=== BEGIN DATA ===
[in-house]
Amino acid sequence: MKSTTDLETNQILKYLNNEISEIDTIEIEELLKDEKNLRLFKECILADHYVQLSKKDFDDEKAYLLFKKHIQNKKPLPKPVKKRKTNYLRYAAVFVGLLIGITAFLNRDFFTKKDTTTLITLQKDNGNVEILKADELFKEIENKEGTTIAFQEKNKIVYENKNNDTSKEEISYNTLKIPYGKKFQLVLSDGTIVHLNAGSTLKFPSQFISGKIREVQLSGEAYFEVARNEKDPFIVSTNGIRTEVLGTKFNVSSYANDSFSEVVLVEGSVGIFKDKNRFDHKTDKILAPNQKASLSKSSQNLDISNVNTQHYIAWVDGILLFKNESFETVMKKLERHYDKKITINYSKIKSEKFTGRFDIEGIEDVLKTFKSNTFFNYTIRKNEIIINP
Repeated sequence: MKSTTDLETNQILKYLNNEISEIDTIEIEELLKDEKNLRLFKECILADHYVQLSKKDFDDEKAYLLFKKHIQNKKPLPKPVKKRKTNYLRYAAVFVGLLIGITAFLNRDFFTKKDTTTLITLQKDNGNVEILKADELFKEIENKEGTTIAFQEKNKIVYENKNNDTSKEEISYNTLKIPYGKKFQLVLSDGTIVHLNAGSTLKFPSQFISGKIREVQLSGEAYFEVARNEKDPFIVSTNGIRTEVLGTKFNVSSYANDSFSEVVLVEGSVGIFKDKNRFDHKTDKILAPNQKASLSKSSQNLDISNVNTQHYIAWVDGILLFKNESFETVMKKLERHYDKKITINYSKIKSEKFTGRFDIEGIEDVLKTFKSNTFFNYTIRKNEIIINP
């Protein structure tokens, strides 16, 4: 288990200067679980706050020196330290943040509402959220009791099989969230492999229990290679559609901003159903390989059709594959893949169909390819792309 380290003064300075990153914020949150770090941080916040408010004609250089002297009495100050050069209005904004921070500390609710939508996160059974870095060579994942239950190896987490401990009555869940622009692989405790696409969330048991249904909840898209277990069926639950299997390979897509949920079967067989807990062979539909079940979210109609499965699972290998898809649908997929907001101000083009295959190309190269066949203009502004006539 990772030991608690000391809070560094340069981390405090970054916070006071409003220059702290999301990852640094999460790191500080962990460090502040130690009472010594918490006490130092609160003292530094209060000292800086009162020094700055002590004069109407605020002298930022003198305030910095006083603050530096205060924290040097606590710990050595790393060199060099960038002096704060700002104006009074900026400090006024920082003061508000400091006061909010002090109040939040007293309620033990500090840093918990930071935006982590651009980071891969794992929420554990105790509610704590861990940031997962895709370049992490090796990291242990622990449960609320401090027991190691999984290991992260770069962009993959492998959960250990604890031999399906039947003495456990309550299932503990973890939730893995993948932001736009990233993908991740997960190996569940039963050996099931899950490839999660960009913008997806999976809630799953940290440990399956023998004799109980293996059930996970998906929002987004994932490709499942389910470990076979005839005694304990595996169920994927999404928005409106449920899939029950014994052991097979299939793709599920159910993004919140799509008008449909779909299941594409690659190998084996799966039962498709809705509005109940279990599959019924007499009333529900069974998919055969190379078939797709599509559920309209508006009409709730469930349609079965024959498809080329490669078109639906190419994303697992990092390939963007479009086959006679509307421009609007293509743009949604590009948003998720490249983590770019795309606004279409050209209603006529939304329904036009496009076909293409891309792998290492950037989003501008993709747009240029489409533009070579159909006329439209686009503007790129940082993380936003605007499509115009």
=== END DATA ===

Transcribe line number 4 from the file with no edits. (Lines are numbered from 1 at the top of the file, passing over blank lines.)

């Protein structure tokens, strides 16, 4: 288990200067679980706050020196330290943040509402959220009791099989969230492999229990290679559609901003159903390989059709594959893949169909390819792309 380290003064300075990153914020949150770090941080916040408010004609250089002297009495100050050069209005904004921070500390609710939508996160059974870095060579994942239950190896987490401990009555869940622009692989405790696409969330048991249904909840898209277990069926639950299997390979897509949920079967067989807990062979539909079940979210109609499965699972290998898809649908997929907001101000083009295959190309190269066949203009502004006539 990772030991608690000391809070560094340069981390405090970054916070006071409003220059702290999301990852640094999460790191500080962990460090502040130690009472010594918490006490130092609160003292530094209060000292800086009162020094700055002590004069109407605020002298930022003198305030910095006083603050530096205060924290040097606590710990050595790393060199060099960038002096704060700002104006009074900026400090006024920082003061508000400091006061909010002090109040939040007293309620033990500090840093918990930071935006982590651009980071891969794992929420554990105790509610704590861990940031997962895709370049992490090796990291242990622990449960609320401090027991190691999984290991992260770069962009993959492998959960250990604890031999399906039947003495456990309550299932503990973890939730893995993948932001736009990233993908991740997960190996569940039963050996099931899950490839999660960009913008997806999976809630799953940290440990399956023998004799109980293996059930996970998906929002987004994932490709499942389910470990076979005839005694304990595996169920994927999404928005409106449920899939029950014994052991097979299939793709599920159910993004919140799509008008449909779909299941594409690659190998084996799966039962498709809705509005109940279990599959019924007499009333529900069974998919055969190379078939797709599509559920309209508006009409709730469930349609079965024959498809080329490669078109639906190419994303697992990092390939963007479009086959006679509307421009609007293509743009949604590009948003998720490249983590770019795309606004279409050209209603006529939304329904036009496009076909293409891309792998290492950037989003501008993709747009240029489409533009070579159909006329439209686009503007790129940082993380936003605007499509115009």